Review: Collanos Workspace for Team Collaboration
If you collaborate with teams in the workplace, you no doubt have already heard of enterprise tools like MindTouch Deki and Kablink to help you get the job done. These are great solutions, but for a consumer-oriented option that works right out of the box, Collanos Workplace is a terrific choice. It's cross-platform, easy to set up, open source, and free.
I gave Collanos a whirl recently and, despite a couple of minor issues that aren't show-stoppers, I was impressed with the software. While it might not be robust enough for the corporate world, it's perfect for small businesses and groups with non-technical computer users.
Installation on my Mac (OS X 10.5) and Linux (openSUSE 11.1) was quick and flawless. Collanos Workplace is available for Windows, but is limited to openSUSE, Ubuntu, and Fedora for Linux. The full installation also includes Collanos Phone, a Skype-like feature that's integrated right into Workplace. The phone is set to start every time your computer boots, but that option can be changed under Preferences.
The Collanos interface is dead-simple and intuative. To set up a team work environment, simply click Create Space and begin inviting people. Anyone you've worked with previously in the Collanos environment will already be listed in your Contacts, but you also have the option of emailing non-users to join your team. Of course, they will need to download the Collanos software to participate.
Collanos allows you to post files of various types for collaboration, including .rtf, .jpg, .doc, and .txt. Since files are stored locally and not in the cloud, it's possible to work offline. Altered and new files are synchronized with your team members once you've reestablished your Internet connection and launched the Collanos software. Once connected, you'll be able to see which of your colleagues are also online and instant message them via the native chat feature.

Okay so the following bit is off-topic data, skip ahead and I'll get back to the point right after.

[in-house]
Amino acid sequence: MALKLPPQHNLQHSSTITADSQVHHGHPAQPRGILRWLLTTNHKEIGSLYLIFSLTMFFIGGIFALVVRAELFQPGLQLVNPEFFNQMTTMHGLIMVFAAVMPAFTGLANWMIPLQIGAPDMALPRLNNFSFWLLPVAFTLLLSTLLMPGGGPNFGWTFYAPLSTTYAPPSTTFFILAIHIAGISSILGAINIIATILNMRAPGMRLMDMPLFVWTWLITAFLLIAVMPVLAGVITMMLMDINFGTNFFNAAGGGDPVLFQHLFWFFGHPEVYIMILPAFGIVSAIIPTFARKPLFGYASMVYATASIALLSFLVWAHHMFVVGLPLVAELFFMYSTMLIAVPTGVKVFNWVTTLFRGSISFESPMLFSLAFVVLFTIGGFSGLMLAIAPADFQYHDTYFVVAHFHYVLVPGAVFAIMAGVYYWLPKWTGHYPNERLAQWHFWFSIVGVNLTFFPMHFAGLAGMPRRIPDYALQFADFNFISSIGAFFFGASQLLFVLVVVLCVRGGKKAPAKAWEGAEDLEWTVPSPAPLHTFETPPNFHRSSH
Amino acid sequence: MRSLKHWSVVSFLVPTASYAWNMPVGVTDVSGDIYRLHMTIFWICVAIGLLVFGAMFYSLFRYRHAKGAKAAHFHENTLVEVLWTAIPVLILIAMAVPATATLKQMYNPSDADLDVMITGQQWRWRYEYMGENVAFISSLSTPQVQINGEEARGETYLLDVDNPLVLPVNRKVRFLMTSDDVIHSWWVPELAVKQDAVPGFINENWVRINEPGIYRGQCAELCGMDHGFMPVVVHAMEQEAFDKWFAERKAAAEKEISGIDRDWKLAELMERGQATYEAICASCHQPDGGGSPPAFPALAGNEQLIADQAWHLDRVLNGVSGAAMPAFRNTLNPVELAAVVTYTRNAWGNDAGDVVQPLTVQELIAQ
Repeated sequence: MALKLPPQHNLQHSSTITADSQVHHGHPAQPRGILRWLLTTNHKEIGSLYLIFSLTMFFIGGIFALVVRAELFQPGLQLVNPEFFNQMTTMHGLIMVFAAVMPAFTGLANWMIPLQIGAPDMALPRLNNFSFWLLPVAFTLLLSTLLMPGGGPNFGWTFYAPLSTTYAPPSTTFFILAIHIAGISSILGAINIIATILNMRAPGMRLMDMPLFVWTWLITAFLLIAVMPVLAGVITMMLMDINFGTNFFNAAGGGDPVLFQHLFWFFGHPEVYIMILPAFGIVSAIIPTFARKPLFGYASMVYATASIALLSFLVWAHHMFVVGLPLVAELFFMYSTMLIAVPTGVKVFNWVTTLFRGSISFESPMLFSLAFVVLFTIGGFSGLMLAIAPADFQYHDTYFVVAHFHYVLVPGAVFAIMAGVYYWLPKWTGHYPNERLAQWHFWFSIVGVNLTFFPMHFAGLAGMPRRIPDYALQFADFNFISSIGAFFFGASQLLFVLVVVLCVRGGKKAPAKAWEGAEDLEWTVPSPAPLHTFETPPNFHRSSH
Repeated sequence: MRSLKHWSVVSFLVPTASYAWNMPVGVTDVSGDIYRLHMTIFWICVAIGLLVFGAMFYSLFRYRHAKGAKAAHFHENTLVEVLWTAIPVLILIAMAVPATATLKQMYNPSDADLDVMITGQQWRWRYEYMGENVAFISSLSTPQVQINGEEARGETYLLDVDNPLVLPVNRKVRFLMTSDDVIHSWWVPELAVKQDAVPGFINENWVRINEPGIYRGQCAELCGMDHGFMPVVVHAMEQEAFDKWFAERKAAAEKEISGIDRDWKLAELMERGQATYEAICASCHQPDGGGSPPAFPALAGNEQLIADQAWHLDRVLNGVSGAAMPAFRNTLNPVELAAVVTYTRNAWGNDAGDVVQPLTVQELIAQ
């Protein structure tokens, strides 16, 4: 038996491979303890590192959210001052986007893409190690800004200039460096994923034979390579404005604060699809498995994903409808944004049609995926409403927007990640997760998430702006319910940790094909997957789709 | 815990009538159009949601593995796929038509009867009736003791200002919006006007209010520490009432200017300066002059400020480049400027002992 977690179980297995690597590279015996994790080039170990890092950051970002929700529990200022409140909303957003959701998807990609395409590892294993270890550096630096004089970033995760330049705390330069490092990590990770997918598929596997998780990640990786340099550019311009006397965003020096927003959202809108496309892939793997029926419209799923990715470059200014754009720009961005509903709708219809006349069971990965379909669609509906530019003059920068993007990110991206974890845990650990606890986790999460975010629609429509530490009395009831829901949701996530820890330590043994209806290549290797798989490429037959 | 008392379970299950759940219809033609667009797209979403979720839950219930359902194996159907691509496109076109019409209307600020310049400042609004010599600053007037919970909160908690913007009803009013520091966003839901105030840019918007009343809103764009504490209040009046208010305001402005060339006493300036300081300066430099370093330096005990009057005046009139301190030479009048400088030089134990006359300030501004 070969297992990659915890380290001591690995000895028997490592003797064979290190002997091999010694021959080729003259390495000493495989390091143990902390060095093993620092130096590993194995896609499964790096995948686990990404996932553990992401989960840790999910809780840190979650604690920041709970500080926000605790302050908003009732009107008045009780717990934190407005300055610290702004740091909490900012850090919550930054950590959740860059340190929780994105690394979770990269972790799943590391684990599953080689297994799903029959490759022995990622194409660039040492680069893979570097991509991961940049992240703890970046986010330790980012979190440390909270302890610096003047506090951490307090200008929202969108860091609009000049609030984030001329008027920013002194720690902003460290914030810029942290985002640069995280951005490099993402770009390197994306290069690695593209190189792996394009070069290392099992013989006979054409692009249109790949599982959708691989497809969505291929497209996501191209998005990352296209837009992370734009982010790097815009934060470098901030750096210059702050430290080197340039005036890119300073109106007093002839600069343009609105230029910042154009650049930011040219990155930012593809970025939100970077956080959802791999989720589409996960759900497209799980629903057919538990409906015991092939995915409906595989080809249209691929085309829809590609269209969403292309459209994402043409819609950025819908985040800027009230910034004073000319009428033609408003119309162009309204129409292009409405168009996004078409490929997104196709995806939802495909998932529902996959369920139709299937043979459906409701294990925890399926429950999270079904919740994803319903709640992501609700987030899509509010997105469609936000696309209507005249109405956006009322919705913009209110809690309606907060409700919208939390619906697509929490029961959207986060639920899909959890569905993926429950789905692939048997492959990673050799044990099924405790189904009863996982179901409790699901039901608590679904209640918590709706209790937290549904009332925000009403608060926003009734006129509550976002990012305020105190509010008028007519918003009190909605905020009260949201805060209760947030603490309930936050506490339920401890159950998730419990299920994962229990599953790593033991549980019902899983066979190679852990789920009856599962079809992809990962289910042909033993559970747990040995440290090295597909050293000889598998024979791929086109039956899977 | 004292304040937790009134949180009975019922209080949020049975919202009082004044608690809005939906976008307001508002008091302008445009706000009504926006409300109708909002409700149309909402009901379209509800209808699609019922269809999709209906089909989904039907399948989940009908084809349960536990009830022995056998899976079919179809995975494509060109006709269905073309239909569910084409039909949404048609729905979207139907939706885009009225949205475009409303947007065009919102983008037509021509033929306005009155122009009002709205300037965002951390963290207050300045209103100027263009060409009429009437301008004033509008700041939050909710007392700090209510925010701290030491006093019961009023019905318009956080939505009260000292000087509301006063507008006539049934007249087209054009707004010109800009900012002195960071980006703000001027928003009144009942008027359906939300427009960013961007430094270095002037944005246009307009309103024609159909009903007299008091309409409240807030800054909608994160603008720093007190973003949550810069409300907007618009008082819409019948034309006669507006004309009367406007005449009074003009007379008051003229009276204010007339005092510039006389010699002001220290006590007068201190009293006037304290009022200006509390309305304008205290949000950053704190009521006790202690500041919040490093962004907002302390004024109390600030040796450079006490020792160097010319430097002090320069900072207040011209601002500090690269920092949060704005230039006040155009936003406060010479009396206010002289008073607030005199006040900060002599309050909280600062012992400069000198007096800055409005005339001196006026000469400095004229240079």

In addition to uploading files to your team workspace, you can also create tasks and assign them to other team members. They'll receive a notification of a pending task which they can accept, reject, or defer to someone else. Changes to tasks are tracked and accessed via individual change logs attached to each task.
I think Collanos is a terrific collaboration tool, and I have only a couple of minor quibbles. Each time a change is made to the workspace -- everything from the renaming of a file to the addition of a task -- you get an audible tone and pop-up notification. Given how often changes within a collaborative workspaces are likely to occur, I rank these notifications somewhere between unnecessary and downright annoying. It's possible to change their settings in Preferences, but doing so is far from intuitive since its difficult to tell what events will trigger a notification.
I also found myself wasting a lot of time figuring out how to undo certain things like cancel scheduled conference calls or pop-up reminders for tasks. In some cases, I was able to locate the options through trial-and-error. In other cases, I never did figure it out.
Collanos just had a maintenance release [PDF] this month to fix some bugs and add some additional functionality. According to the company's blog, future major upgrades will include keyword-based tagging, file system integration, and calendar synchronization.
As open source collaboration tools go, Collanos is one of the best I've seen. It might not be right for big business or users with extremely specific needs, but for small groups -- especially with team members who aren't power users -- I think it's just right.